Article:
A wedding is one of life’s significant rites of passage. All of the bits and pieces of wedding traditions woven into today’s rituals and ceremonies, whether we realize it or not, have their origins in very specific rites from the past that have or had tremendously significant meaning at one time.
Weddings today in American are beautiful confections of flowers, candles, lavish receptions and great favors for the guests. They were not always so. Sometimes they were even downright barbaric.
Early Marriage Ceremonies
An old Celtic tradition that was also practiced throughout much of Europe was handfasting. In this ceremony the groom joins his right hand to hers; then his left hand to hers. (When seen from above, this creates the infinity symbol.) The wrists are bound together with ribbon or cord (made “fast” together, hence the name “handfasting”).
The handfasting ceremony makes the man and woman officially married for the period of one year and one day, or 13 moons. These ceremonies were traditional before weddings became a legal function in the early 16th century. At the end of the designated period, the couple could marry or renew the handfasting. This is the origin for the term, to “tie the knot”.
The original stag parties began in Sparta in the fifth century, as their military warriors would feast and toast the groom on the eve of his wedding. These military comrades were congratulating the groom on his new life and at the same time renewing their commitment to him and each other as comrades.
The Kidnapping of Brides
The kidnapping for brides dates back to the founding of Rome, when Romulus held a party for the people of Sabine. While they partied, the Romans stole their women.
During a “marriage by capture”, the groom’s close friends assisted in the kidnapping of the bride from her family home. These first groomsmen were a small army to fight off an angry family while the groom made away with the bride.
The Best Man and Groomsmen
The “best man” was literally the best fighter or most skilled kidnapper to assist the groom. At the wedding, the best man walked with the groom up the aisle to assist in defending the bride.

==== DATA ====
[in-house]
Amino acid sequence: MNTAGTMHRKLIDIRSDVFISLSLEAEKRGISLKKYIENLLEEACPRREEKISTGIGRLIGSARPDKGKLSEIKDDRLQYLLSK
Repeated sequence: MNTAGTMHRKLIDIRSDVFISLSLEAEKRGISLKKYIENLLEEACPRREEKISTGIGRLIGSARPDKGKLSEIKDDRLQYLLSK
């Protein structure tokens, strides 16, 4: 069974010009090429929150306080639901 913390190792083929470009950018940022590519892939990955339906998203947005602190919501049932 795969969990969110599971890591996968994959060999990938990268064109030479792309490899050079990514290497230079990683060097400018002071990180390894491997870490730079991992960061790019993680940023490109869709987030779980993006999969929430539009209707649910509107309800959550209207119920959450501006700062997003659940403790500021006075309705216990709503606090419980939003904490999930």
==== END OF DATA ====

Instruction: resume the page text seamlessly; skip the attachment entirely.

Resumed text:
The bride stood to the groom’s left so he could easily reach his sword should they be attacked during the ceremony. With the passage of the Marriage Act in England in 1783 the forced weddings ended.
Engagement and Wedding Rings
As long ago as the Egyptians and ancient Rome, people wore wedding rings. The third finger of the left hand was chosen by the Romans for the belief that only that finger had a direct path to the heart.
Pope Innocent III made two significant changes to wedding traditions in 1214. First, he decreed that weddings would be held in church and that brides were to receive a wedding ring.
Second, he decreed that the time between an engagement and marriage should be made longer. This led to engaged couples showing their commitment to each other with a ring. The first with a diamond was from Archduke Maximilian of Austria to Mary of Burgundy in 1477.
Posting of the Banns
Posting of the Banns is a Roman Catholic tradition that is still practiced in Great Britain. This dates back to 1215. It was introduced to the church to allow people to speak up about knowledge of potentially clandestine and incestuous marriages prior to a marriage taking place.
Wedding Traditions and Superstitions
In Norse tradition, the groom and his bride went into seclusion after the wedding for 30 days. During each of these days, a family member or friend brought them a cup of honey wine. For thirty days or one full cycle of the moon, they consumed this honey wine. Thus this period is known as the honeymoon.